While I'm Still in the Churl-Free Mood: #5, Tecnu!

By James Fallows

I mean to bring this up at the beginning of every summer, and it always keeps getting put off. So I'll do it now: if I had my own Nobel Prize for chemistry to award, I would give it to Dr. Robert Smith of Oregon, in recognition of his genius in inventing Tecnu. [Update: I should say the late Dr. Smith, since he died at 88 last November. That would be disqualifying for the actual Nobel prizes but not for mine.]

If you don't care about poison ivy (or its western counterpart, poison oak) -- if there's none where you live, if it doesn't bother you -- you can stop reading now. Otherwise, gaze in admiration at the Tecnu giant-size bottle I keep on hand between April and November, shown below ready for action inches away from a bathroom sink, and follow along if you will:

Thumbnail image for TechNu.jpgI feel very lucky in the general health category, and perhaps in karmic atonement I am pathologically sensitive to poison ivy and similar plants. I don't even need to touch them; walking within a foot or so of their leaves can lead to trouble. One of the few public-health benefits for me of living in China is that poison ivy didn't seem to exist there. Or at least not in places I visited, since otherwise I would have known via instant outbreaks of boils and inflammation. The pictures at the gruesome Poison-Ivy.org site are not of me. But I know how the Job-like victims shown there feel.

Poison ivy (with its related Toxicodendron plants) is a specific challenge in some places I frequent around DC, notably the otherwise-perfect running paths along the C&O Canal. And it's on on the march nearly everywhere, thanks to greenhouse gases. Predictably, it thrives on extra CO2.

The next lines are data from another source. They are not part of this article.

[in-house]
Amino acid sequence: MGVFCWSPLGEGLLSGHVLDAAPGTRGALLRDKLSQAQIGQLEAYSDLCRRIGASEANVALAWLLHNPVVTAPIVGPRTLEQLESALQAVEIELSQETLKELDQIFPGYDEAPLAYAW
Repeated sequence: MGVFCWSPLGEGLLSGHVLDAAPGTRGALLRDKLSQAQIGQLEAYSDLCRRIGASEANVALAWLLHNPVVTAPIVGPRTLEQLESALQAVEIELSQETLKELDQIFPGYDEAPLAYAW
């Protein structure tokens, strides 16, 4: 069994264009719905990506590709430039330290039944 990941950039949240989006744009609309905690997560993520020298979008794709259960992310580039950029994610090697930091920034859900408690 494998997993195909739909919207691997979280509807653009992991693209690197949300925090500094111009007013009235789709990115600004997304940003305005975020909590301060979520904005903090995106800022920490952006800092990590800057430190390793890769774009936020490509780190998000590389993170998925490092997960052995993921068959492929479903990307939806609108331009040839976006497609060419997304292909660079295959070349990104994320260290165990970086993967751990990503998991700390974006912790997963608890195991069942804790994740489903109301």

Comes now Tecnu. It is part of America's endowment from the Cold War years. As the Tec Lab company history says:

>>Tec Labs' flagship product is Tecnu Original Outdoor Skin Cleanser.  Tecnu was originally developed in 1960, during the cold war years, by chemical engineer Dr. Robert Smith as an effective, waterless cleanser capable of removing radioactive dust [!!!] from skin and clothing.

His wife accidentally discovered that Tecnu would cleanse poison plant oils after exposure to poison oak in their own backyard. She didn't want their children to keep suffering from the plants so she went out back and pulled them out with her bare hands, even though she knew she was highly allergic to poison oak and ivy.  She decided to clean up with Tecnu afterwards and it worked for her.

Years later, Dr. Smith's son, Steven Smith, researched and found out that poison oak was the number one workers comp claim for local utility workers in the summer. He began selling Tecnu as a solution to decrease workers comp claims.<<
Now it's mainly available through forestry-supply outlets or direct from the manufacturer. If you use it to wash your skin as soon as possible after you're near poison ivy, it really does the job. Within an hour or two of exposure, a Tecnu bath amounts to a "cure." The longer you wait, the more of a head start the poison ivy gets. But at any stage it helps.

Don't thank me; thank Dr. Smith. Well, you can thank me too. Back to bad news soon.

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